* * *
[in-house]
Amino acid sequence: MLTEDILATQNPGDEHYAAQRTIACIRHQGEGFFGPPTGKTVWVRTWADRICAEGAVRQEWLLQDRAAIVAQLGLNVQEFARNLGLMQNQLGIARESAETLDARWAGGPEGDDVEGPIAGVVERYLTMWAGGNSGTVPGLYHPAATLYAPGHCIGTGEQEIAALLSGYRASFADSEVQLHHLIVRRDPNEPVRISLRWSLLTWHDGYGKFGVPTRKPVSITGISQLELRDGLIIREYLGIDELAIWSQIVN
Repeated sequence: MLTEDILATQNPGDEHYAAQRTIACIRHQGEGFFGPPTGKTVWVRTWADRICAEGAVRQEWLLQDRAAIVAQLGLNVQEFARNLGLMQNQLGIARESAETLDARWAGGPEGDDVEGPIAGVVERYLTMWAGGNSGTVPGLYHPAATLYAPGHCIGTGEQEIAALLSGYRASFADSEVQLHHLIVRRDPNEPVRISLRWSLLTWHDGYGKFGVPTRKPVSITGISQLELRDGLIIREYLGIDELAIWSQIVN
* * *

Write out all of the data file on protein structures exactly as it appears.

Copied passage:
[in-house]
Amino acid sequence: MLTEDILATQNPGDEHYAAQRTIACIRHQGEGFFGPPTGKTVWVRTWADRICAEGAVRQEWLLQDRAAIVAQLGLNVQEFARNLGLMQNQLGIARESAETLDARWAGGPEGDDVEGPIAGVVERYLTMWAGGNSGTVPGLYHPAATLYAPGHCIGTGEQEIAALLSGYRASFADSEVQLHHLIVRRDPNEPVRISLRWSLLTWHDGYGKFGVPTRKPVSITGISQLELRDGLIIREYLGIDELAIWSQIVN
Repeated sequence: MLTEDILATQNPGDEHYAAQRTIACIRHQGEGFFGPPTGKTVWVRTWADRICAEGAVRQEWLLQDRAAIVAQLGLNVQEFARNLGLMQNQLGIARESAETLDARWAGGPEGDDVEGPIAGVVERYLTMWAGGNSGTVPGLYHPAATLYAPGHCIGTGEQEIAALLSGYRASFADSEVQLHHLIVRRDPNEPVRISLRWSLLTWHDGYGKFGVPTRKPVSITGISQLELRDGLIIREYLGIDELAIWSQIVN